Exactly two years ago I was in Cuba, and it was International Women's Day. Everywhere we went we were greeted with, "Congratulations". It had to be explained to us what we were being congratulated for. I don't remember it being discussed in the United States. Until now. And I find the comparison interesting. Cuba is still a communist country. There is healthcare for all, to a point. There is education for all. Keep reading this post
The world rotates on its axis. We all know this. The sun rises and sets, a misnomer perhaps as it is less poetic but more accurately "earth move", shadows lengthen, constellations shift from horizon to horizon during the night. I think of this on a regular basis. I work at Griffith Observatory where at local noon I watch an image of the sun cross a metal meridian, see the golden light of sunset streak in through the Planetarium doors, hear the cheers of visitors as the Pendulum swing knocks down a peg. Exuberant cheers that echo through the marble halls. And each time I wonder, are people seeing proof of the earth rotating, or do they only see the movement of the pendulum, slightly hypnotized by its continual swing, and a peg knocked to the ground? By Newton's laws of inertia the swing of the pendulum is released from the rotation of the earth allowing us to see that we are indeed moving. As we all move together as one, it's one of the few ways that allow us to see our earthly motion (particularly when we are inside a building). To be reminded that we are a ball spinning rapidly though space, on our axis and around the sun. We are in constant motion, with our planet and within our bodies. Our hearts beating, our breath in and out, molecules that multiply or decay. Always in motion. It is a fact. Facts that receive no applause are when a patron's ticket flutters to the ground. Gravity seems less exciting, posssibly because it is simply there. As is the chemistry of the continual exchange of oxygen to carbon dioxide as we exhale to cheer. Perhaps the acclaim the pendulum receives for doing what it must do comes from being present to witness. A peg falling because it has crossed the path of a large swinging object becomes an event. It fulfills a human need for completion. Or to mark time. Or, for a split second, be in the presence of scientific understanding. Or perhaps folks just like a sure bet.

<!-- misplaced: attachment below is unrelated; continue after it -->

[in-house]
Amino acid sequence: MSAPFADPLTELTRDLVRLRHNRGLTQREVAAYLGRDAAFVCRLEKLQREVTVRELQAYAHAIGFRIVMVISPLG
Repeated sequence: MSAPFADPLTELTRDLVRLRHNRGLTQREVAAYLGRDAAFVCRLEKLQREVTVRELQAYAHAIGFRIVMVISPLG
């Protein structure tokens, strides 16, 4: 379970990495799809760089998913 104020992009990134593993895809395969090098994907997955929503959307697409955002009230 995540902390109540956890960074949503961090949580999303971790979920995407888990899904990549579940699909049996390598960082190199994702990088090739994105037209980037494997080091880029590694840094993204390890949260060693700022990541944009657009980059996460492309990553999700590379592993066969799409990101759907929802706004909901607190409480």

I recently returned from a trip to Cuba. Changes are already happening and I felt I was seeing the country in the last days of its embargo era. This may or may not be true, as travelers from the United States are still only allowed to visit Cuba with a special visa, but these are a few of my first thoughts about what I experienced. Keep reading this post
I work at the Griffith Observatory where I have been very lucky to have met those who have gone into space, Buzz Aldren, and Gordo Cooper, and those who have inspired our imaginations of space travel, most notably, Leonard Nimoy, who graced us with his genuine love of the iconic building. Keep reading this post
My top 10 Observations of the AEA Special Membership meeting:
I attended the AEA meeting on Monday February 23rd
at Sportsman’s Lodge in Studio City, the meeting to discuss the proposal that will change the current 99 seat plan for theatre in Los Angeles. Over 400 were in attendance. Both sides were deeply passionate about their points of view. Much was said in the three-hour meeting and my observations skim the surface but these are the thoughts and questions that stayed with me. Keep reading this post
Hollywood is known for the movies. This weekend celebrates reaching the heights with a gold statue or the lows with a Razzy. The awards for Independent movies also present on the weekend leading up to the Oscars. The elite of the elite will be celebrated in one way or another. This is what the world will see and what the viewing audience expects. Even the protesting of the lack of diversity in 2015 nominees will be seen. Keep reading this post